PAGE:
Once upon a time, there lived a king named Jitshatru in the city of Vänijya, India. A rich householder named Änand also lived in the same city. He was so rich that he had 4 million gold coins, an equal amount of cash, an equal amount invested in business, lots of jewelry, and many other assets. He also owned 40,000 cows. He was highly respected by the king as well as by the people of Vänijya.
One day Lord Mahävir visited Vänijya and delivered a sermon. After listening to the sermon, Änand decided to follow Jainism by accepting the twelve vows of a householder. Änand observed these vows for fourteen years and progressed spiritually. One day Änand Shrävak attained a special ability known as Avadhi-jnän (clairvoyance) by performing severe penance, austerities, and meditation. His Avadhi-jnän was more pure and powerful than that acquired by other laypeople in their spiritual progress.
At this time Lord Mahävir and his disciples were in town. While returning from Gochari (getting food or alms), Gautam-swämi learned that many people were going to pay homage to Änand Shrävak for his newly acquired spiritual ability (Avadhi-jnän) and his austerities. He decided to visit him. Änand was very happy to see Gautam-swämi, his guru (spiritual teacher). Though weak due to his austerities, he got up and welcomed Gautam-swämi warmly. Gautam-swämi inquired about his health and then asked about his new special ability. With due respect, Änand replied to Gautam-swämi, “Reverend Guru, I have attained a special ability (Avadhi-jnän) with which I can see as high as the first heaven and as low as the first hell.”
Gautam-swämi explained to Änand, “A layman (Shrävak) can attain the special ability of Avadhi-jnän, but not of this magnitude. You need to do Präyashchitta (atonement) for imagining these visions.” Änand was puzzled. He knew that he was correct but his Guru questioned his truthfulness and told him to repent for it. He therefore politely asked Gautam-swämi, “Does one need to repent for speaking the truth?” Gautam-swämi, equally puzzled, replied, “No one has to repent for speaking the truth.” He then left Änand thinking that he would reconfirm this with Bhagawän Mahävir.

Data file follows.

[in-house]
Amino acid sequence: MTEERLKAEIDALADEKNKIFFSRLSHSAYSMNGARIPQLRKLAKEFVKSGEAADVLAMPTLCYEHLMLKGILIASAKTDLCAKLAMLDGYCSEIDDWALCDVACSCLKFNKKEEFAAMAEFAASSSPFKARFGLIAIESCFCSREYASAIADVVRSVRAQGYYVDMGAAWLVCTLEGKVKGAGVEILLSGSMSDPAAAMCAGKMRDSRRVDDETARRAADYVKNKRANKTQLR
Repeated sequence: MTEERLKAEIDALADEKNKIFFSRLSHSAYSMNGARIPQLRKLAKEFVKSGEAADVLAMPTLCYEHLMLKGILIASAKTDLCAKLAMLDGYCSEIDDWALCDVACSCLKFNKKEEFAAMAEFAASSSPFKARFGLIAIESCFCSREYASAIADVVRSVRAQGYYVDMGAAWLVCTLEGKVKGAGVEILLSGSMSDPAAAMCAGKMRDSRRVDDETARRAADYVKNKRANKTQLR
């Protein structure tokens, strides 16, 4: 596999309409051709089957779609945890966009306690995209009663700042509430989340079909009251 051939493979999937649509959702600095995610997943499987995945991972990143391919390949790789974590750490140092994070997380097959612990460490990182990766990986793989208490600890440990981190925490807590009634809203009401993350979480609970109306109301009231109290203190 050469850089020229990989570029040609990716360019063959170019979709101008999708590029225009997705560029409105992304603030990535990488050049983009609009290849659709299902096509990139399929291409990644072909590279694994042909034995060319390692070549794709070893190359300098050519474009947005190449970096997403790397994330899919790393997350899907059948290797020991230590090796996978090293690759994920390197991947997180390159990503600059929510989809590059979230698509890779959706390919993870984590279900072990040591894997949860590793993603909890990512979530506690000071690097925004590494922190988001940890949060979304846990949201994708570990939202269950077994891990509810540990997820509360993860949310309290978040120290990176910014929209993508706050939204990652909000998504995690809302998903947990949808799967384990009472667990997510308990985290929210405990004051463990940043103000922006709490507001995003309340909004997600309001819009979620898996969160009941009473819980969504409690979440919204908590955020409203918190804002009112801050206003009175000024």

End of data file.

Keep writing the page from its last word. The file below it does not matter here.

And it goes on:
Gautam-swämi returned to Bhagawän Mahävir and asked about Änand’s special ability. Mahävir replied, “Gautam, Änand was telling the truth. He has acquired Avadhi-jnän of such magnitude. Rarely does a layperson attain such power and knowledge. You should repent for your mistake.” Gautam-swämi set aside his alms and immediately returned to Änand and asked for his forgiveness for doubting his honesty and truthfulness.
It is characteristic in Jain religion that if a Guru makes an error he should ask forgiveness from the disciple. Also if monks make an error then they should ask forgiveness from the laypeople.
In the later part of his life Änand fasted until death and then he was reborn as a heavenly being in Saudharma Devaloka (a heavenly region). After the completion of that heavenly life, he will be reborn as a human and will attain liberation.
The essence of human life is to practice one or more of the twelve vows in daily life. This story tells us how householders (Shrävaks) should have faith in truth. It also shows that Gautam-swämi was simple, humble and a true follower of Lord Mahävir. When Lord Mahävir pointed out his mistake, Gautam-swämi went to Änand without any hesitation, to ask for forgiveness even though he was the chief disciple of Mahävir-swämi. It also shows how impartial Lord Mahävir was because even though his chief disciple had made a mistake, he did not cover it up. On the contrary, he took the side of truth and explained his mistake to Gautam-swämi.